However, this ECG also meets the voltage criteria for LVH.
Could it be a strain pattern (typical secondary repolarization abnormality)?
It's difficult to tell with the wandering baseline throughout this ECG, but if you line up the point at which the PR-segment hits the QRS complex in leads V1, V2, and V3 you can see that each of these leads shows approximately 4 mm of ST-elevation.
You will recall that with a "strain pattern" the degree of ST-elevation is proportional to the depth of the S-wave in the opposite direction! So the lead with the deepest S-wave should have the most significant ST-T wave abnormality in the opposite direction.
It's not easy to tell the exact depth of the S-wave because the complexes are running together, but these measurements are probably fairly close.
There's no way that a typical strain pattern would show the same amount of ST-elevation in one lead with S-waves that are 22.5 mm deep and another with S-waves that are only 6 mm deep.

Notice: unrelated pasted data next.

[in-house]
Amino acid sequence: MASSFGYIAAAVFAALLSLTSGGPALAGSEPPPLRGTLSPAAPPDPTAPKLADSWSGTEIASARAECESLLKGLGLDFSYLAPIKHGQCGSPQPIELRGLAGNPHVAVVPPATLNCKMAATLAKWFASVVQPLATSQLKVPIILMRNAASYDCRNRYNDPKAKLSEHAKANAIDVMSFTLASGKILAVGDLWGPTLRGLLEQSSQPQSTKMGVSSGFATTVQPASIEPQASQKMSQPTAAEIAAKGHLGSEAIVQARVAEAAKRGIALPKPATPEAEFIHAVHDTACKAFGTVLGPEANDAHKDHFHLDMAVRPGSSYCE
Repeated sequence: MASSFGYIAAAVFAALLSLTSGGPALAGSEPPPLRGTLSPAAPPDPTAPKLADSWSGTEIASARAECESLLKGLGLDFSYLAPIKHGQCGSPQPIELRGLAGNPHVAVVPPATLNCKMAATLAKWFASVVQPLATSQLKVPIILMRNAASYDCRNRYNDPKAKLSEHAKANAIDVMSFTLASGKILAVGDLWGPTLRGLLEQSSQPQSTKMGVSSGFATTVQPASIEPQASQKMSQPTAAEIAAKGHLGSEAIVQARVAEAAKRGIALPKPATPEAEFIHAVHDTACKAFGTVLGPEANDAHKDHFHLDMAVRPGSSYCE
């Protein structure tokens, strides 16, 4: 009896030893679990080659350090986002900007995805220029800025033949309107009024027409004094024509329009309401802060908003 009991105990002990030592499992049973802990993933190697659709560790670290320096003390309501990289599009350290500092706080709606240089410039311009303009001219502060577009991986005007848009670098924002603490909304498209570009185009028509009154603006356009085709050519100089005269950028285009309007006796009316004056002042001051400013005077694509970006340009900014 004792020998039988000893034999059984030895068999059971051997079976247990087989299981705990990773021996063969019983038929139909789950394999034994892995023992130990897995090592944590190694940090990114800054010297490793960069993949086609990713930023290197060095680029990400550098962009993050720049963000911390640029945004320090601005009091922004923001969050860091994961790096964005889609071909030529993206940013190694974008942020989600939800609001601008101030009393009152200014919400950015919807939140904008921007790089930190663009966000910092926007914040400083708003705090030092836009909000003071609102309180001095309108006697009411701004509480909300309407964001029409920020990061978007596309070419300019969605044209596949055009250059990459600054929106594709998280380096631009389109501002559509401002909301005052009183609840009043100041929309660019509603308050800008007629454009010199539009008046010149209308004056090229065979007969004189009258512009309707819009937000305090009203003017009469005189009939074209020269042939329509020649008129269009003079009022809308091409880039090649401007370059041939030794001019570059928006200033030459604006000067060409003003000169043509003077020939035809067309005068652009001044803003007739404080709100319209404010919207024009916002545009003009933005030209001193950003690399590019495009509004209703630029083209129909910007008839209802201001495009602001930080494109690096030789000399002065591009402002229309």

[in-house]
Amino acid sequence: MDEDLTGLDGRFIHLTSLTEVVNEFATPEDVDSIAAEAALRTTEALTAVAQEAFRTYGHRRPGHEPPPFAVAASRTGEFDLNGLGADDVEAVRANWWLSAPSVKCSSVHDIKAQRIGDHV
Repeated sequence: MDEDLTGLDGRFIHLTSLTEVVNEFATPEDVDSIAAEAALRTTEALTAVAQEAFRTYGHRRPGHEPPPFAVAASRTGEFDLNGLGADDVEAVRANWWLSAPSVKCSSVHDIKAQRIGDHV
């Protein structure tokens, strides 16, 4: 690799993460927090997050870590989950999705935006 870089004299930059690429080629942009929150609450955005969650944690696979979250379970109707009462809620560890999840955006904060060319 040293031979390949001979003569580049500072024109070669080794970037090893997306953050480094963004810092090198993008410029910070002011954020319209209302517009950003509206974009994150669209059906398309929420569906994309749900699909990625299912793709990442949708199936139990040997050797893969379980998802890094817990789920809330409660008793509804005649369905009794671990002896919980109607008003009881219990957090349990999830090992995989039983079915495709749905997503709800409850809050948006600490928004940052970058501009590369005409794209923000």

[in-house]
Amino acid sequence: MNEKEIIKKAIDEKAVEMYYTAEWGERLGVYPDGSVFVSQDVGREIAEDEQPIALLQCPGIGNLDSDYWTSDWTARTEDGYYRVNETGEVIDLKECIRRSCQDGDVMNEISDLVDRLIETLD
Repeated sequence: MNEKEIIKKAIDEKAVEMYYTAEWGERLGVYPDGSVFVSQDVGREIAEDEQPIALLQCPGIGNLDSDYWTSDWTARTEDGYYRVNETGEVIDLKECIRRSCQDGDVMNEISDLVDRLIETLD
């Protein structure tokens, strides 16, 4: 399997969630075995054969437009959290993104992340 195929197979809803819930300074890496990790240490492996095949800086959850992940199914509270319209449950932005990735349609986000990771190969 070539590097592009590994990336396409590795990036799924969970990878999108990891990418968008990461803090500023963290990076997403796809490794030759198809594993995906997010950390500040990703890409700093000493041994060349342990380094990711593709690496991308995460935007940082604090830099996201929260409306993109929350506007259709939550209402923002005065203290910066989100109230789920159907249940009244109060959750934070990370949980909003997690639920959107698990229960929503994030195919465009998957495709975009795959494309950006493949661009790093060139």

Here's the most disturbing finding, in my opinion.
There appears to be reciprocal behavior between the inferior leads and the high lateral leads.
So, if this is a STEMI mimic (for example, benign early repolarization superimposed on top of left ventricular hypertrophy) it's a darned good one!
So what should the hospital do when they are in receipt of a patient like this?
I asked Stephen Smith MD from Dr. Smith's ECG Blog and here's what he said.
"If I were the ED physician, I would aggressively treat the blood pressure with NTG (up to 250 mcg/min or even higher) until the BP came way down. I would do a bedside cardiac ultrasound and look for anterior wall motion. If pain did not go away, and echo did not definitely show good wall motion, I would activate the cath lab."
It's always nice to get Dr. Smith's perspective! I've learned a lot from his blog over the past 2 years. If you're not familiar with his website you should take the time to check it out! His case studies are top notch!